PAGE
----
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TheOckieMofo
Resolver II
Resolver II

Dealing with Large Datasets

Power BI Community,

 

How do you deal with large datasets? Do you always utilize a live connection to a SSAS cube or import the data?

 

I am at my wits end. I am attempting to figure out the best way to deal with a large dataset in Power BI. I have a dataset that is about 21M+ rows of data and around 40 columns. Several of these columns are "value" columns, like Sales, COGS, etc. The rest are dimension columns that will be required to create one of several slices of the data. Unfortunately, I can't seem to come to a successful outcome. When I import this data, it ballons the file size to over 1GB. While shockingly PBI Service does allow me to upload the .pbix file onto the server (I thought there was a 1GB limit), once it is there, the performance of the report is too slow to be acceptable performance for an end user. I'm not using very complicated dax, just "standard" time intelligence functions or simple sums/subtractions/divisions.

 

My data is sitting in a SQL Server database. I do have access to a SSAS Tabular instance. From the community's experience, are you more likely to be successful utilizing a live connection to a SSAS cube or import the data? If it's import the data, how can I optimize file size and/or report performance?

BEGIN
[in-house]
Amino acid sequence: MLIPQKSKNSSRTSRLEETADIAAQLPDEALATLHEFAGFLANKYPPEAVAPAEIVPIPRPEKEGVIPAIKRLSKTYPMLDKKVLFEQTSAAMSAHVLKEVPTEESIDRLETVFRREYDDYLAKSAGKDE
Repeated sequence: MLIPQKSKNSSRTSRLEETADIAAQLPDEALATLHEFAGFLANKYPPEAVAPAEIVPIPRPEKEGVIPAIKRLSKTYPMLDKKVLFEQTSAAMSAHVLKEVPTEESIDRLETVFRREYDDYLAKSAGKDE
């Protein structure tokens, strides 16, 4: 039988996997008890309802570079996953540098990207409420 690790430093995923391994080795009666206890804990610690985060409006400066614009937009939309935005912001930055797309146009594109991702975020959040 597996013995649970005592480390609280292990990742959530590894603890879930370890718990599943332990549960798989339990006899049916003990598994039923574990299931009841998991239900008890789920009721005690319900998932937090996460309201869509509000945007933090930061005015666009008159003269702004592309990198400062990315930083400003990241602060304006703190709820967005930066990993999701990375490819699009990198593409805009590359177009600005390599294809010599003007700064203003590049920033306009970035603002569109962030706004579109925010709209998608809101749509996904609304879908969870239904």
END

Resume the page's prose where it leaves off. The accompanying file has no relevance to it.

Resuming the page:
Help, you're my only hope...

9 REPLIES 9
smpa01
Resident Rockstar
Resident Rockstar

@TheOckieMofo one suggestion.. query your table (select only the necesary columns) and create a dataflow. put it on schedule referesh.

 

Now for the power bi report (end user report) query that dataflow. You can atleast avoid the query evaluation time on the report refresh.


New Animated Dashboard: Sales Calendar


@smpa01 I have a similar issue with a large data set that I want to try to create dimenstion tables from, but it's in CSV format. Is there a way to pull select columns and distinct values of those columns from a CSV file?